July 03, 2014
For some anglers, the thought of getting out on the water and going fishing on the Fourth of July is … well, it's an idea rooted in insanity. That would seem to be especially true when the nation's birthday – number 238 and counting this year – falls around a weekend.
Why? Because that scenario often brings out extra boating enthusiasts who are looking to cash in an extra day or two of vacation from work to get an extended holiday at the lake.
With such a situation unfolding this weekend, it would seem all but certain that the nation's crowded lakes, reservoirs, rivers and tidal waterways will be swamped with the maximum crush of holiday boating enthusiasts.
Meaning that for most anglers, the opportunity to find some peace, solitude and good bass fishing is all but lost.
Not so fast says the king of bass fishing, Kevin VanDam of Kalamazoo, Mich.
In fact, KVD, the four-time Bassmaster Classic champ and winner of last year's Jack Link's Major League Fishing Summit Cup in Alpena, Mich., says that the Fourth of July is actually can't miss fishing for his family.
“We're an outdoors family and we're pretty much going to be out there every Fourth of July,” said VanDam earlier this week.
“It's one of those holidays where you can count on us being out there fishing somewhere. We're almost always out there for the Fourth and in fact, I can't remember the last time we were not on the water.”
And that fact isn't just because KVD's family loves the tradition of being on the water for the Fourth; VanDam says that there is actually some pretty good fishing to be found.
“Yeah, some of the best fishing up here in Michigan is when it's real busy and the water is real crowded on these holiday weekends,” said VanDam.
Why is that?
KVD, who has learned to catch fish despite the crush of spectator boats that often follows his every move at a tournament, says it's because holiday crowd or not, bass are ambush feeders.
And on a holiday weekend like this year's Independence Day celebration, bass have learned to utilize the existing conditions to their advantage.
“When you are on a shallow lake like those that we often have here in Michigan, the bass are going to be active in the shallow water where you find bottlenecks, funnels and that sort of thing,” said the seven-time B.A.S.S. Angler of the Year.
“The reason for that is because the water is going to be stirred up and often stained and the baitfish are going to be stirred up and on edge,” added KVD, the one-time FLW Tour Angler of the Year.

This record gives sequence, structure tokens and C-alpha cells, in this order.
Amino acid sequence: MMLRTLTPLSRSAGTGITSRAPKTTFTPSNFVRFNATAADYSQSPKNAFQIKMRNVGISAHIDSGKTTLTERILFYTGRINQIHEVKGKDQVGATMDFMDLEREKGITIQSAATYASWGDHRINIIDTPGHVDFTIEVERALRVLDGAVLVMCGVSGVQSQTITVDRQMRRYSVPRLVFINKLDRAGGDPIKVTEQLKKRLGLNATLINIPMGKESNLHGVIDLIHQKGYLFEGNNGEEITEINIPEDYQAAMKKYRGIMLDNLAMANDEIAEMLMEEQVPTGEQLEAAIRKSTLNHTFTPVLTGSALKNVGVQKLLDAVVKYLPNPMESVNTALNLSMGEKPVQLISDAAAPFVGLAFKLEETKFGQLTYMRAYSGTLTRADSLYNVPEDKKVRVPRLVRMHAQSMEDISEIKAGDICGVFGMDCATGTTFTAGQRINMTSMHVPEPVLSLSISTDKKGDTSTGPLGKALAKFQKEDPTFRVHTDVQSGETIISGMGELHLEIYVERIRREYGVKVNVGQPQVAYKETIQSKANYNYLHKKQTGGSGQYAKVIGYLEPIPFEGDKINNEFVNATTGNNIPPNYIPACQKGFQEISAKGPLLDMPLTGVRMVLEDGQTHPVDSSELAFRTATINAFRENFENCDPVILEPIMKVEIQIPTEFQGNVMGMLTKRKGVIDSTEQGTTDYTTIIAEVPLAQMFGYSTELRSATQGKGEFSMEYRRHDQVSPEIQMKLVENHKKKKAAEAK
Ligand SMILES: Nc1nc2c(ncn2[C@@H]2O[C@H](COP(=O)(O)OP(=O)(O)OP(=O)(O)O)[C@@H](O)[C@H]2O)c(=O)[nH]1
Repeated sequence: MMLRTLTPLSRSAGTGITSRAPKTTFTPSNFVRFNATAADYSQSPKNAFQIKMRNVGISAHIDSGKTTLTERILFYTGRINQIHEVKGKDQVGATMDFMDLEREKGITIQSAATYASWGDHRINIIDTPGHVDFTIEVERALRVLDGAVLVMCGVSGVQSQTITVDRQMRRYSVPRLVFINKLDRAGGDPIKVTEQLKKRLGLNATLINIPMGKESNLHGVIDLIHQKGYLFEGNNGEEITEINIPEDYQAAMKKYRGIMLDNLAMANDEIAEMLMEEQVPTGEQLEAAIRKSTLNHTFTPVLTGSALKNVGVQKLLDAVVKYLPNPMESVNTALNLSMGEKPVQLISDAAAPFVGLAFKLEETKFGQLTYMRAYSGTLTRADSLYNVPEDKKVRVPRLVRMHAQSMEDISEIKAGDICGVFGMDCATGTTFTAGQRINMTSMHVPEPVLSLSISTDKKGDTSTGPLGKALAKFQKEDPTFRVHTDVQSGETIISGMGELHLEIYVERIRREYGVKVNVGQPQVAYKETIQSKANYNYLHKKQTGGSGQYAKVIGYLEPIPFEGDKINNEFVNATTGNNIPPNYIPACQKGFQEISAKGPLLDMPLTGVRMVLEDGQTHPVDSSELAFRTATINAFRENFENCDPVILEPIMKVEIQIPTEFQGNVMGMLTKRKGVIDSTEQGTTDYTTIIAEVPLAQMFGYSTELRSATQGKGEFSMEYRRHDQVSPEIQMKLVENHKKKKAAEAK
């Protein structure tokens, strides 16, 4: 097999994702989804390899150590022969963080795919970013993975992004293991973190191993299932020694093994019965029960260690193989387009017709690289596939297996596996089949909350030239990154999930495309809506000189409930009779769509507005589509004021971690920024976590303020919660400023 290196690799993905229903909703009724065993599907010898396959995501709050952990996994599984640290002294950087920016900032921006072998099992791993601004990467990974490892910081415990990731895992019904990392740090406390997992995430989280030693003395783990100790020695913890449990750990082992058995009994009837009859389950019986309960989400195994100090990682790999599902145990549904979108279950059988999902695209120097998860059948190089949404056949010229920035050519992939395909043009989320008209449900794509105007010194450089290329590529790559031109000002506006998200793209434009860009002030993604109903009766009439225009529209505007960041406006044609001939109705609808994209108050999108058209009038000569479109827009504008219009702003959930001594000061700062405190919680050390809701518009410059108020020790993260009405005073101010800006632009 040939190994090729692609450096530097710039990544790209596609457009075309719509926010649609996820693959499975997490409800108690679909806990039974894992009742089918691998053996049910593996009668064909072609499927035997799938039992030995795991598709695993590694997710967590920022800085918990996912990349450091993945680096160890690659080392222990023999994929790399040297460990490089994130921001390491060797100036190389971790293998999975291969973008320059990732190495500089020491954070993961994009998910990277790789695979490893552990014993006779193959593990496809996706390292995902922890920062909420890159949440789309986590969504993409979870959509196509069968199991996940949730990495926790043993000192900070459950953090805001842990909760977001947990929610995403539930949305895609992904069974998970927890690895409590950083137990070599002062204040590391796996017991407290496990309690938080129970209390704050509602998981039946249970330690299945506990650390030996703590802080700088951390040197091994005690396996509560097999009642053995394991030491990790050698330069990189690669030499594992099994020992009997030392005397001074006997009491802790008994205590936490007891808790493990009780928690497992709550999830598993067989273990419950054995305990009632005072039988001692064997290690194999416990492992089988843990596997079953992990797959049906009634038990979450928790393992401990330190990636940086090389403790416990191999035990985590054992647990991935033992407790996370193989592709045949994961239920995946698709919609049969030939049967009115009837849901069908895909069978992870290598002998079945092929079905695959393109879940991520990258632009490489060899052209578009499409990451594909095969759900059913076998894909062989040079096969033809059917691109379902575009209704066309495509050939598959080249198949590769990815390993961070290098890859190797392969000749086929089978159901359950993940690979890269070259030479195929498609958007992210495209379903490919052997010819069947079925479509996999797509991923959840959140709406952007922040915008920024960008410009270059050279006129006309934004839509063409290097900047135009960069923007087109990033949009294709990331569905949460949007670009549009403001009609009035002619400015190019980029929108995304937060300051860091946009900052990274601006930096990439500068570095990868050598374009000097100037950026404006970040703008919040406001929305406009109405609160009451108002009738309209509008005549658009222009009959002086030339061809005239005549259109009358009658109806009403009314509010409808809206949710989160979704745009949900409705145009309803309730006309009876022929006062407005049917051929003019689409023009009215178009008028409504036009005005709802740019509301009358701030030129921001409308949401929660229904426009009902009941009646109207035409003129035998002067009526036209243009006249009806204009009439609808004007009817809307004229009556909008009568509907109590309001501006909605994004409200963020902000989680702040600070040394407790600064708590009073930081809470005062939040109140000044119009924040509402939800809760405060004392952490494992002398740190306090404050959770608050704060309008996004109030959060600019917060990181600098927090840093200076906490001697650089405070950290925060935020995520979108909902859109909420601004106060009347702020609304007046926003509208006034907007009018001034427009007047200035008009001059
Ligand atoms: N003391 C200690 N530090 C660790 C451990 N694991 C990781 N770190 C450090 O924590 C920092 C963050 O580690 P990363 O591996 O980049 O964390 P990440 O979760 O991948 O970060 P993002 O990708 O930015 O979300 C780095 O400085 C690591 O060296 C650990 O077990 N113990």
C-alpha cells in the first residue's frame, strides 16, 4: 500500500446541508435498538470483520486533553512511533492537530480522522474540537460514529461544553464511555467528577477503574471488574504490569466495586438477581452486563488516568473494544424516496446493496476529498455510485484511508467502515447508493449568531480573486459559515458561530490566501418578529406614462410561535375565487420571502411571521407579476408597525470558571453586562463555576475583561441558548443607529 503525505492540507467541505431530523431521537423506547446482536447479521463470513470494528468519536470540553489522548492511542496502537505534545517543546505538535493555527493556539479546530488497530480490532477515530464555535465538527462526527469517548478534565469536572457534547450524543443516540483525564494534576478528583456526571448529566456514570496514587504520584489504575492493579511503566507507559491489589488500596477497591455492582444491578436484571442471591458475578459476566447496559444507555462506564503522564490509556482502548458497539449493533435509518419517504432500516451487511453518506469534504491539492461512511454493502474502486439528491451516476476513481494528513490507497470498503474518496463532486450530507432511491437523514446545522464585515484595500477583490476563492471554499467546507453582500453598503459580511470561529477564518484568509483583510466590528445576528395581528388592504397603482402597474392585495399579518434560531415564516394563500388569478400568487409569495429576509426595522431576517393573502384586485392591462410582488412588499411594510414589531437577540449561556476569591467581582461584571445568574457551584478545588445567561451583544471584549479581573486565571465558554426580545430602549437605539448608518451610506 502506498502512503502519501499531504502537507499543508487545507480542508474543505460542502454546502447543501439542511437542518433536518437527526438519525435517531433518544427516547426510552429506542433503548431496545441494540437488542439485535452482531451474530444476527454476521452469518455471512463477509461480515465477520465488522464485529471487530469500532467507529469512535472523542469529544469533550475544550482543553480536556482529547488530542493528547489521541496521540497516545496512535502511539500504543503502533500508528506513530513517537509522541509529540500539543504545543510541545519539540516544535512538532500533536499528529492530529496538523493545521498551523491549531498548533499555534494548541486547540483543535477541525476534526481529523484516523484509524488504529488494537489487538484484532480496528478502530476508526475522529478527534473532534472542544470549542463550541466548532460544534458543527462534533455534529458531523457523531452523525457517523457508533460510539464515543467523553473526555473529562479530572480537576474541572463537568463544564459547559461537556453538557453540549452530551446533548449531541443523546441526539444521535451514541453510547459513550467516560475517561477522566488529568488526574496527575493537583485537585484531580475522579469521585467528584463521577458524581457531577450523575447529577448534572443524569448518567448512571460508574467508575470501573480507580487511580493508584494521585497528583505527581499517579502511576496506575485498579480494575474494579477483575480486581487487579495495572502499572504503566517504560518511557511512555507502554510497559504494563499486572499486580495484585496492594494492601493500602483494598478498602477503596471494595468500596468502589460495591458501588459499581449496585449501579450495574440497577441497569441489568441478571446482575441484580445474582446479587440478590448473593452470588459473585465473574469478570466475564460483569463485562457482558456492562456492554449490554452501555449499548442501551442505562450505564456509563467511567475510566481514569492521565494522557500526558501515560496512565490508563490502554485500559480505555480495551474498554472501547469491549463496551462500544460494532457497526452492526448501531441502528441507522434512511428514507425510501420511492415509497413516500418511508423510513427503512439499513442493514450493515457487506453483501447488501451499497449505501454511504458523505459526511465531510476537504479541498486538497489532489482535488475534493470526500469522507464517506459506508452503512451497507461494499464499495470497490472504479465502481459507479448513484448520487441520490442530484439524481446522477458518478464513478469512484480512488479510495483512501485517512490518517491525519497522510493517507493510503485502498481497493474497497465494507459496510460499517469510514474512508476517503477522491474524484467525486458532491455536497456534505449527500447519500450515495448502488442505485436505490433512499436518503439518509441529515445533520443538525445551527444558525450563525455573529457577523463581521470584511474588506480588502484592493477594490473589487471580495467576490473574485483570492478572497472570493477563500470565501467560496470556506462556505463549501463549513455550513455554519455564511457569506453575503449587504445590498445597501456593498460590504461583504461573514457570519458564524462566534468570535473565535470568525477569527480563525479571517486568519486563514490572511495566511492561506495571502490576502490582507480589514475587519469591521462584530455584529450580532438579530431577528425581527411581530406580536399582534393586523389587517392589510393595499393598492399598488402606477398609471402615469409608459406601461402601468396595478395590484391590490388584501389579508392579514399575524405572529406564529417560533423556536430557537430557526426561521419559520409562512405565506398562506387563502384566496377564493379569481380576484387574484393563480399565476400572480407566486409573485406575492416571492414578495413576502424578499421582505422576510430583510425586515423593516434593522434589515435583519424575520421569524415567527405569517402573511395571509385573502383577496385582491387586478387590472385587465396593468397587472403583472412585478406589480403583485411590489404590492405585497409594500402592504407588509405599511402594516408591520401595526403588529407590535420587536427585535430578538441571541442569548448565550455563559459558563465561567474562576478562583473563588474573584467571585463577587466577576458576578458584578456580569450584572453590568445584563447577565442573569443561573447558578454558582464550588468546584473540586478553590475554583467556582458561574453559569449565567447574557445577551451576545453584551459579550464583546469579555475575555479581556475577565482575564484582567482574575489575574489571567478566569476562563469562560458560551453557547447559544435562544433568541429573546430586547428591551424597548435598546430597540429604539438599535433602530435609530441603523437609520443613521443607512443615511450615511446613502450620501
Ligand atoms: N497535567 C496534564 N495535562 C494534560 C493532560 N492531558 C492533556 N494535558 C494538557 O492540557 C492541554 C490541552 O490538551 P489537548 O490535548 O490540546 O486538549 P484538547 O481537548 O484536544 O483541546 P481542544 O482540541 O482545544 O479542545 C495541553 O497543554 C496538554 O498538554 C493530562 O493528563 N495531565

“And that means that the bass are going to be focused on the bait and keyed in on feeding.”
A similar scenario happened in Alpena last year when VanDam won his first Major League Fishing title on the Saturday of Labor Day weekend.
In that MLF Championship Round, KVD found plenty of active smallmouths despite the holiday weekend boat traffic. By day's end, he had crushed the bronzeback bass while blowing away the rest of the field and running away with his first ever MLF title.
The key in such situations is to target the spots that give bass a place to ambush baitfish in the shallow, stained water that is getting churned up by boating traffic.
“Some of the best days of fishing that we have up here are on these busy days where there is a lot of activity,” said KVD. “The bass are actually on the prowl in such situations because they have an advantage (over the baitfish).”
Where does the winner of 20 B.A.S.S. events and more than $5 million in career earnings specifically look on such days?
VanDam says that he will cover water looking for flatter, shallower areas, especially those spots that have some grass and vegetation.
“The shallow mouths of bays and canals, they can also be real hotspots when there is a lot of hustle and bustle out there,” he added.
What type of lures does VanDam throw in such situations?
“You've got to remember that the bass are focused on the bait, so I'm going to use more active presentations,” said KVD, widely known as the king of power fishing.
“I'm going to be throwing things like a spinnerbait, my Strike King KVD squarebill crankbaits and even a Strike King Red Eye Shad, which can be a really good choice sometimes.”
On southern impoundments where deeper water can lure a bass that grows weary of the constant drone of boat engines roaring around, VanDam says that the key to holiday fishing success is usually to be out on the water at the crack of dawn.
“You've got to fish real early in those situations,” said KVD.
“If you'll be out there, you can get some good fishing in before most people get up and get out on the water. You've got until 10 or 11 o'clock in the morning on most lakes before things get real busy.”
Late in the day can also be a good choice as the sun heads towards the horizon. As long as on-the-water fireworks shows aren't providing a temptation for boaters to remain on the H2O until after darkness falls, that is.
“Sometimes, that last hour of the day can be pretty magical, pretty darn good,” said VanDam.
If anyone should know, it would have to be KVD. Because when the king of bass fishing says it's a good time to be out on the water, you can take that star-spangled sentiment to the bank.
Even when Uncle Sam is busy celebrating America's annual red, white and blue birthday bash.